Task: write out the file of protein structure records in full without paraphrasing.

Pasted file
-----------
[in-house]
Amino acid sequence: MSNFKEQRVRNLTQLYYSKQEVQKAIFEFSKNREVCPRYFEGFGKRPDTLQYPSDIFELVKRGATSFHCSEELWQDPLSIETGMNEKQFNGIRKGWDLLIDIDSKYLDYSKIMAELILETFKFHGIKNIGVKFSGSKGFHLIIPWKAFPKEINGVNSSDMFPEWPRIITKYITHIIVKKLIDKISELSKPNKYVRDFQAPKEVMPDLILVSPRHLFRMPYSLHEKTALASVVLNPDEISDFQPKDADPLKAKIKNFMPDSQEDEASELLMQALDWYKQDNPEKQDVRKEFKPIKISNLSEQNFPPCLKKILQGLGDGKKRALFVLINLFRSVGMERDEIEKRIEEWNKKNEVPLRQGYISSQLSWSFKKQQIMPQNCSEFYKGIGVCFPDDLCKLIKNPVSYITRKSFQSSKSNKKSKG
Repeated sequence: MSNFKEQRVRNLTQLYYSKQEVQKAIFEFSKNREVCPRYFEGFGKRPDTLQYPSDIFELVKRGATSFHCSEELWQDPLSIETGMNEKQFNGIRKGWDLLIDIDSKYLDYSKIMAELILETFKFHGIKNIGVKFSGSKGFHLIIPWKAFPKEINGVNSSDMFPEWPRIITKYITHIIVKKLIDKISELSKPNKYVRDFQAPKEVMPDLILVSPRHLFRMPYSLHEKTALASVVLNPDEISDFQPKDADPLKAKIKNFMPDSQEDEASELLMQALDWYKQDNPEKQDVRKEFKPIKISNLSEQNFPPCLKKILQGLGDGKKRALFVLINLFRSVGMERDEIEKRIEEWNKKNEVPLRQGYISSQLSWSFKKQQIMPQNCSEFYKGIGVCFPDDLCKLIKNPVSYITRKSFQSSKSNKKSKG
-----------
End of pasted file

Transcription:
[in-house]
Amino acid sequence: MSNFKEQRVRNLTQLYYSKQEVQKAIFEFSKNREVCPRYFEGFGKRPDTLQYPSDIFELVKRGATSFHCSEELWQDPLSIETGMNEKQFNGIRKGWDLLIDIDSKYLDYSKIMAELILETFKFHGIKNIGVKFSGSKGFHLIIPWKAFPKEINGVNSSDMFPEWPRIITKYITHIIVKKLIDKISELSKPNKYVRDFQAPKEVMPDLILVSPRHLFRMPYSLHEKTALASVVLNPDEISDFQPKDADPLKAKIKNFMPDSQEDEASELLMQALDWYKQDNPEKQDVRKEFKPIKISNLSEQNFPPCLKKILQGLGDGKKRALFVLINLFRSVGMERDEIEKRIEEWNKKNEVPLRQGYISSQLSWSFKKQQIMPQNCSEFYKGIGVCFPDDLCKLIKNPVSYITRKSFQSSKSNKKSKG
Repeated sequence: MSNFKEQRVRNLTQLYYSKQEVQKAIFEFSKNREVCPRYFEGFGKRPDTLQYPSDIFELVKRGATSFHCSEELWQDPLSIETGMNEKQFNGIRKGWDLLIDIDSKYLDYSKIMAELILETFKFHGIKNIGVKFSGSKGFHLIIPWKAFPKEINGVNSSDMFPEWPRIITKYITHIIVKKLIDKISELSKPNKYVRDFQAPKEVMPDLILVSPRHLFRMPYSLHEKTALASVVLNPDEISDFQPKDADPLKAKIKNFMPDSQEDEASELLMQALDWYKQDNPEKQDVRKEFKPIKISNLSEQNFPPCLKKILQGLGDGKKRALFVLINLFRSVGMERDEIEKRIEEWNKKNEVPLRQGYISSQLSWSFKKQQIMPQNCSEFYKGIGVCFPDDLCKLIKNPVSYITRKSFQSSKSNKKSKG